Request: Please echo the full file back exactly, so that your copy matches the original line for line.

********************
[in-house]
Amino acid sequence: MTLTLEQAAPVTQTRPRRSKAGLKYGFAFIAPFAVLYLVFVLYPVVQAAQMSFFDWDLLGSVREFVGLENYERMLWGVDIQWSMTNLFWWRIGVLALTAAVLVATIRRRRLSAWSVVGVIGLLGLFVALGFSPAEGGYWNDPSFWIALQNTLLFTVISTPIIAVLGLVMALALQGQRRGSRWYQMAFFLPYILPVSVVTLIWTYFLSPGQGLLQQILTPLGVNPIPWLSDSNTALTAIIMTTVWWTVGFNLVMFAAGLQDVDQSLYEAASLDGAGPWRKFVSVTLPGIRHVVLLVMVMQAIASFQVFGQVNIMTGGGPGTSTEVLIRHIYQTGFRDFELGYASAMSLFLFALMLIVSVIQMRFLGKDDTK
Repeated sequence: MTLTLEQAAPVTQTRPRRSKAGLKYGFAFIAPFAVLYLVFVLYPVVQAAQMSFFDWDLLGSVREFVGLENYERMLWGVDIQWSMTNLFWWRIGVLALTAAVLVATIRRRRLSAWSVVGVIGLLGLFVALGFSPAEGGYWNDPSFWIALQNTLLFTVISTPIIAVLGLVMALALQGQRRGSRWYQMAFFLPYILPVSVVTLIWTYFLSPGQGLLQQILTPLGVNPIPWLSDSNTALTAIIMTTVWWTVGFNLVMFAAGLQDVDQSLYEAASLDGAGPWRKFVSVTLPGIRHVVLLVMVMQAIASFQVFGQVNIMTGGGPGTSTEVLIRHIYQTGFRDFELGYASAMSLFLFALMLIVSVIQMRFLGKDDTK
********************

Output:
[in-house]
Amino acid sequence: MTLTLEQAAPVTQTRPRRSKAGLKYGFAFIAPFAVLYLVFVLYPVVQAAQMSFFDWDLLGSVREFVGLENYERMLWGVDIQWSMTNLFWWRIGVLALTAAVLVATIRRRRLSAWSVVGVIGLLGLFVALGFSPAEGGYWNDPSFWIALQNTLLFTVISTPIIAVLGLVMALALQGQRRGSRWYQMAFFLPYILPVSVVTLIWTYFLSPGQGLLQQILTPLGVNPIPWLSDSNTALTAIIMTTVWWTVGFNLVMFAAGLQDVDQSLYEAASLDGAGPWRKFVSVTLPGIRHVVLLVMVMQAIASFQVFGQVNIMTGGGPGTSTEVLIRHIYQTGFRDFELGYASAMSLFLFALMLIVSVIQMRFLGKDDTK
Repeated sequence: MTLTLEQAAPVTQTRPRRSKAGLKYGFAFIAPFAVLYLVFVLYPVVQAAQMSFFDWDLLGSVREFVGLENYERMLWGVDIQWSMTNLFWWRIGVLALTAAVLVATIRRRRLSAWSVVGVIGLLGLFVALGFSPAEGGYWNDPSFWIALQNTLLFTVISTPIIAVLGLVMALALQGQRRGSRWYQMAFFLPYILPVSVVTLIWTYFLSPGQGLLQQILTPLGVNPIPWLSDSNTALTAIIMTTVWWTVGFNLVMFAAGLQDVDQSLYEAASLDGAGPWRKFVSVTLPGIRHVVLLVMVMQAIASFQVFGQVNIMTGGGPGTSTEVLIRHIYQTGFRDFELGYASAMSLFLFALMLIVSVIQMRFLGKDDTK